Australia's Outbreak of a Deadly Dog Disease May Have Come From Imported Pets

The tick-borne illness was detected in Australia for the very first time in May. Experts are worried it's spreading.
Gavin Butler
Melbourne, AU
dog in cage
Image via Flickr user Dineshraj Goomany, CC licence 2.0

Earlier this year, as the world at large was transfixed upon the escalating COVID-19 pandemic, another exotic disease quietly popped up in northern Australia. This one affected dogs.

Ehrlichiosis, a tick-borne bacterial illness, was found in Australian dogs in Western Australia’s Kimberley region for the very first time in May.

At that point, animal health authorities were unsure where the disease—typically more common in tropical and subtropical regions—had come from. Now they believe the outbreak may have been the result of pet dogs not being tested properly before being imported into the country.


"It must have come in on a dog that was imported into Australia," Australia's chief veterinary officer, Dr Mark Schipp, told the ABC. "The testing is not 100 percent reliable and we know we've had situations where dogs have tested negative, and after being imported they've been found to be infected."

If that’s true, it raises serious concerns around the safety of current international testing standards and the possibility of the life-threatening disease spreading through Australia as a result.

"We haven't detected what the original source is … [but] any dog that entered Australia which is infected and has been bitten by a tick could be a source of the outbreak,” said Department of Primary Industries Chief veterinary officer Michelle Rodan. "Once it's in the tick population, it's very difficult to control. So the first stage is defining how widespread the distribution is and then in the interim trying to contain it to a region."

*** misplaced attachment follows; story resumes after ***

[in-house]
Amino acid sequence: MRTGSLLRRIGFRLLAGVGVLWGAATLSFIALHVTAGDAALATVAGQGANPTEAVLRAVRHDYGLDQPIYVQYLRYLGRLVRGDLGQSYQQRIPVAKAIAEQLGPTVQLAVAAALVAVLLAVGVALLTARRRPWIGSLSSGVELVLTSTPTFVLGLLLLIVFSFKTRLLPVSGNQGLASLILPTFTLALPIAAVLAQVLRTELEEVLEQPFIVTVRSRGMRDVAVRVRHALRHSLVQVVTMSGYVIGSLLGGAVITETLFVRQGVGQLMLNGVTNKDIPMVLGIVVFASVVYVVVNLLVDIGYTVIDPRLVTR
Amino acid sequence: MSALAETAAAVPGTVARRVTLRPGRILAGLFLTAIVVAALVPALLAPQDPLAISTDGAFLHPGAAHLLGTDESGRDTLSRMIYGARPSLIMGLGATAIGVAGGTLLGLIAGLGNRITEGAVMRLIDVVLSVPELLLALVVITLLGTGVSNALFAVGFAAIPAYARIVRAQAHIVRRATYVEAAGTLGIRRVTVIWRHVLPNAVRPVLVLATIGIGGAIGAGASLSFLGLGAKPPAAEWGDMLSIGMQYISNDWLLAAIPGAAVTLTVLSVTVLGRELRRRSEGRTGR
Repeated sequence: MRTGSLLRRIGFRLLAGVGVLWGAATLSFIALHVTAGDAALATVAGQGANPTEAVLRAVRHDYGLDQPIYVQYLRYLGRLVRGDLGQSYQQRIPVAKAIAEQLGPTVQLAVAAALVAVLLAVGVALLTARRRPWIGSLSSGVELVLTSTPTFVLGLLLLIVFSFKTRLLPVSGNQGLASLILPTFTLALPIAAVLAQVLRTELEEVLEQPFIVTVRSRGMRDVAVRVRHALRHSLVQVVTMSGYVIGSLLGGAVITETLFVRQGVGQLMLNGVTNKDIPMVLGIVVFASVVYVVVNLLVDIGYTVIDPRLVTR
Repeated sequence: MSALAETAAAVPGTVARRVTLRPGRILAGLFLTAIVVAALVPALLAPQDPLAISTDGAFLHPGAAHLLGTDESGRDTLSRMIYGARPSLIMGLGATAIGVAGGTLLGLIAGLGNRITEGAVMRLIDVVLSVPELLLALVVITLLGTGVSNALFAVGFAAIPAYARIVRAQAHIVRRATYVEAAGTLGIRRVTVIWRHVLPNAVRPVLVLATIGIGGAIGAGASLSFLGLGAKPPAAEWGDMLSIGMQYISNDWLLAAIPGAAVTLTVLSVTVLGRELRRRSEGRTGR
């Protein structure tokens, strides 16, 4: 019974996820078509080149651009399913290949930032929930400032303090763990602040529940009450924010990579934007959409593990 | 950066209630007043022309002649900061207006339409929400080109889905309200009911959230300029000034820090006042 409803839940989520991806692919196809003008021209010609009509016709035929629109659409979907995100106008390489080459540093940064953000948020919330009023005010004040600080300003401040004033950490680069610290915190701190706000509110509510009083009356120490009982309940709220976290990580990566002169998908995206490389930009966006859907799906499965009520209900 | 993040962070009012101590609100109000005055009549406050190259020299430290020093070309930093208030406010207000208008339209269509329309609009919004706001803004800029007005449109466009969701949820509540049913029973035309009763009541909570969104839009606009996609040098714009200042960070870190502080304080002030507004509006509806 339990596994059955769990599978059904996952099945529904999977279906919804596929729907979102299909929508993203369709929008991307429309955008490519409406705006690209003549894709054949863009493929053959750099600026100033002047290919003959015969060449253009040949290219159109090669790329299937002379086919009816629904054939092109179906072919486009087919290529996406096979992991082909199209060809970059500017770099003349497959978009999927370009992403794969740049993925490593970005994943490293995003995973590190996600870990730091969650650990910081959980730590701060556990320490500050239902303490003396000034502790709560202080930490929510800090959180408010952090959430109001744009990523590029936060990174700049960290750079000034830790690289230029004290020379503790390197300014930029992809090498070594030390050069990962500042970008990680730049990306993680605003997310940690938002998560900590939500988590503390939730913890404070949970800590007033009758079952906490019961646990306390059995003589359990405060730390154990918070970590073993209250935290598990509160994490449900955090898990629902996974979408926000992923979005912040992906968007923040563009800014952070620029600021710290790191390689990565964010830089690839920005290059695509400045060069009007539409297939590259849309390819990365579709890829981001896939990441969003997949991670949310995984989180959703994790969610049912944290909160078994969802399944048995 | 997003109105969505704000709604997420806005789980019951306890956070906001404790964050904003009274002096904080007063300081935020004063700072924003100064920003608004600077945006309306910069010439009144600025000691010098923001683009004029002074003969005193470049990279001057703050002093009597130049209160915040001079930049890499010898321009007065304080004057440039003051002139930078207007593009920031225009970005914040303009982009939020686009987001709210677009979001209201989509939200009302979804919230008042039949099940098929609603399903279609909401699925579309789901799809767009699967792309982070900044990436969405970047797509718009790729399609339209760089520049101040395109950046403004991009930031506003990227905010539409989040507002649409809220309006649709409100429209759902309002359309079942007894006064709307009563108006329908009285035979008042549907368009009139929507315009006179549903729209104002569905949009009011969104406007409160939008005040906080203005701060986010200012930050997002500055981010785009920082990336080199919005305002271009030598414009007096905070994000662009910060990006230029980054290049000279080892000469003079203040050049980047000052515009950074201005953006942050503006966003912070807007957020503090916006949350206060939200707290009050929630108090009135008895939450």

Signs of infection in dogs typically include flu-like symptoms such as fever, lethargy, loss of appetite, weight loss and bleeding disorders. Dr Rodan noted that while containment measures were in place to help prevent the spread of the disease interstate, the high population of wild dogs in the region posed an issue.

“There has been some surveillance last year and in previous years that would lead us to think it's not being detected in the wild dog population,” she said, “[but] wild dogs may become a source of infection if it continues to spread.”


While it cannot be directly passed from one dog to another, infected ticks can easily transmit the disease and spread it throughout populations—in some cases even giving it to humans. Symptoms of the illness in people range from mild body aches to severe fever, and usually appear within a week or two of a tick bite.

Imported pet dogs are not required to be tested for ehrlichiosis in Australia, provided they have been cleared by testing in their country of origin. But a spokesperson for the Department of Agriculture told the ABC that there was no international standard for those tests—and despite the recent detection of the outbreak, Australia’s import conditions haven’t changed.

A review of those conditions may be enacted, pending the results of an investigation into the current outbreak.

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